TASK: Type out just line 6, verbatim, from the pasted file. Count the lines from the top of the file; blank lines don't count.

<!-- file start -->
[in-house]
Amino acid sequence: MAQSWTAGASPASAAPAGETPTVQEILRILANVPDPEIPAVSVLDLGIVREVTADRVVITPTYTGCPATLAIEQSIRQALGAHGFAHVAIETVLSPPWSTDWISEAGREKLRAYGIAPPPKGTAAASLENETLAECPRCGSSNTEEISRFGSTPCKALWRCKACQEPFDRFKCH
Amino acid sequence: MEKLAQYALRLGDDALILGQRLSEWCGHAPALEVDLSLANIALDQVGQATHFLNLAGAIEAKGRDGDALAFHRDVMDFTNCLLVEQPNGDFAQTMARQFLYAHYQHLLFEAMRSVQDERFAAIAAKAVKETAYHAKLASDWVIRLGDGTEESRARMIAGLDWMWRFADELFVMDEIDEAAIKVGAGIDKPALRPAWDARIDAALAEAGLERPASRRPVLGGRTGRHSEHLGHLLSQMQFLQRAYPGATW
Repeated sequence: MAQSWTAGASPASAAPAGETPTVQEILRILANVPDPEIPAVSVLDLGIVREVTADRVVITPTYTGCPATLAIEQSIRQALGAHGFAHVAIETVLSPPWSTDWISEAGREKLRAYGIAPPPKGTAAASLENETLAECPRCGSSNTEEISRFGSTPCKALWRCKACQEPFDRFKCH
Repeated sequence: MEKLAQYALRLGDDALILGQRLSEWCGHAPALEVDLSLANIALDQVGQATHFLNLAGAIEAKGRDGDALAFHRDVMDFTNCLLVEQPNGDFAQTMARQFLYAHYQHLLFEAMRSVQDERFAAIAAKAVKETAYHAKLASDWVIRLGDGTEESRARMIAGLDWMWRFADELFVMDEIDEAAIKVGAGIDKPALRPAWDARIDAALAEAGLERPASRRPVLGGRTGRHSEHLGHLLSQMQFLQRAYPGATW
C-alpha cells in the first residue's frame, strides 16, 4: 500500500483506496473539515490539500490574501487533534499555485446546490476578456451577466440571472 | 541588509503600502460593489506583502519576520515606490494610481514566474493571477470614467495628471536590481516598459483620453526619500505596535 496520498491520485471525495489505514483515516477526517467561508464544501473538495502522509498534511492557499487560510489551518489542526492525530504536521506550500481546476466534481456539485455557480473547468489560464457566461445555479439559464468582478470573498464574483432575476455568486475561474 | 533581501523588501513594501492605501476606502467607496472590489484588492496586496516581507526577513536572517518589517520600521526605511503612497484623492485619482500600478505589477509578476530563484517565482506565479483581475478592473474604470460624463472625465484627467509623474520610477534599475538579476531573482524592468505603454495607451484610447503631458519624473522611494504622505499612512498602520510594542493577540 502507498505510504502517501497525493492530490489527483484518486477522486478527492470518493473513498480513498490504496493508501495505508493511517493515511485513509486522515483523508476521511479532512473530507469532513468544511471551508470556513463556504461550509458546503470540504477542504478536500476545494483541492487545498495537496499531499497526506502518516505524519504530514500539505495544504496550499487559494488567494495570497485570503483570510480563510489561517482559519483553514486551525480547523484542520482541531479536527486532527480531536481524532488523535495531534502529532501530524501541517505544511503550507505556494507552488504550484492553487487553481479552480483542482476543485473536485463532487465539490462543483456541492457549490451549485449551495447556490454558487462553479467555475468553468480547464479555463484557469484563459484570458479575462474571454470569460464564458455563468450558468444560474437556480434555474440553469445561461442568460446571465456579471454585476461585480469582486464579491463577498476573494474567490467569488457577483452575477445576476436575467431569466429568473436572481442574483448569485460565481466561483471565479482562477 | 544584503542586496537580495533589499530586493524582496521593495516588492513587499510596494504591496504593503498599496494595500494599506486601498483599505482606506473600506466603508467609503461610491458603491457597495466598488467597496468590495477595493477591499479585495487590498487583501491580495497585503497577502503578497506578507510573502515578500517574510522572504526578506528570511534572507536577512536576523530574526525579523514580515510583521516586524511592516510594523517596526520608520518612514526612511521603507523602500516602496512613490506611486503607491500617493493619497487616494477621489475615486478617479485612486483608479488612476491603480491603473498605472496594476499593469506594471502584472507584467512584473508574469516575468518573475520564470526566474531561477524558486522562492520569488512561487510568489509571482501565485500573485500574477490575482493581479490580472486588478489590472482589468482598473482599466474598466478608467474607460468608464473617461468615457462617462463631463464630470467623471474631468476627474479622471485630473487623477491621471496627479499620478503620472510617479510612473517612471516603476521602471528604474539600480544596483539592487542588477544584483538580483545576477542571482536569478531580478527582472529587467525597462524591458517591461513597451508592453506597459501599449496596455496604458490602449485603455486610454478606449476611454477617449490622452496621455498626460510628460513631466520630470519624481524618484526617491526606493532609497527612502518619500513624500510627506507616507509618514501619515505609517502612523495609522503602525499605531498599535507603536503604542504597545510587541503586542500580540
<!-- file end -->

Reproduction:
C-alpha cells in the first residue's frame, strides 16, 4: 500500500483506496473539515490539500490574501487533534499555485446546490476578456451577466440571472 | 541588509503600502460593489506583502519576520515606490494610481514566474493571477470614467495628471536590481516598459483620453526619500505596535 496520498491520485471525495489505514483515516477526517467561508464544501473538495502522509498534511492557499487560510489551518489542526492525530504536521506550500481546476466534481456539485455557480473547468489560464457566461445555479439559464468582478470573498464574483432575476455568486475561474 | 533581501523588501513594501492605501476606502467607496472590489484588492496586496516581507526577513536572517518589517520600521526605511503612497484623492485619482500600478505589477509578476530563484517565482506565479483581475478592473474604470460624463472625465484627467509623474520610477534599475538579476531573482524592468505603454495607451484610447503631458519624473522611494504622505499612512498602520510594542493577540 502507498505510504502517501497525493492530490489527483484518486477522486478527492470518493473513498480513498490504496493508501495505508493511517493515511485513509486522515483523508476521511479532512473530507469532513468544511471551508470556513463556504461550509458546503470540504477542504478536500476545494483541492487545498495537496499531499497526506502518516505524519504530514500539505495544504496550499487559494488567494495570497485570503483570510480563510489561517482559519483553514486551525480547523484542520482541531479536527486532527480531536481524532488523535495531534502529532501530524501541517505544511503550507505556494507552488504550484492553487487553481479552480483542482476543485473536485463532487465539490462543483456541492457549490451549485449551495447556490454558487462553479467555475468553468480547464479555463484557469484563459484570458479575462474571454470569460464564458455563468450558468444560474437556480434555474440553469445561461442568460446571465456579471454585476461585480469582486464579491463577498476573494474567490467569488457577483452575477445576476436575467431569466429568473436572481442574483448569485460565481466561483471565479482562477 | 544584503542586496537580495533589499530586493524582496521593495516588492513587499510596494504591496504593503498599496494595500494599506486601498483599505482606506473600506466603508467609503461610491458603491457597495466598488467597496468590495477595493477591499479585495487590498487583501491580495497585503497577502503578497506578507510573502515578500517574510522572504526578506528570511534572507536577512536576523530574526525579523514580515510583521516586524511592516510594523517596526520608520518612514526612511521603507523602500516602496512613490506611486503607491500617493493619497487616494477621489475615486478617479485612486483608479488612476491603480491603473498605472496594476499593469506594471502584472507584467512584473508574469516575468518573475520564470526566474531561477524558486522562492520569488512561487510568489509571482501565485500573485500574477490575482493581479490580472486588478489590472482589468482598473482599466474598466478608467474607460468608464473617461468615457462617462463631463464630470467623471474631468476627474479622471485630473487623477491621471496627479499620478503620472510617479510612473517612471516603476521602471528604474539600480544596483539592487542588477544584483538580483545576477542571482536569478531580478527582472529587467525597462524591458517591461513597451508592453506597459501599449496596455496604458490602449485603455486610454478606449476611454477617449490622452496621455498626460510628460513631466520630470519624481524618484526617491526606493532609497527612502518619500513624500510627506507616507509618514501619515505609517502612523495609522503602525499605531498599535507603536503604542504597545510587541503586542500580540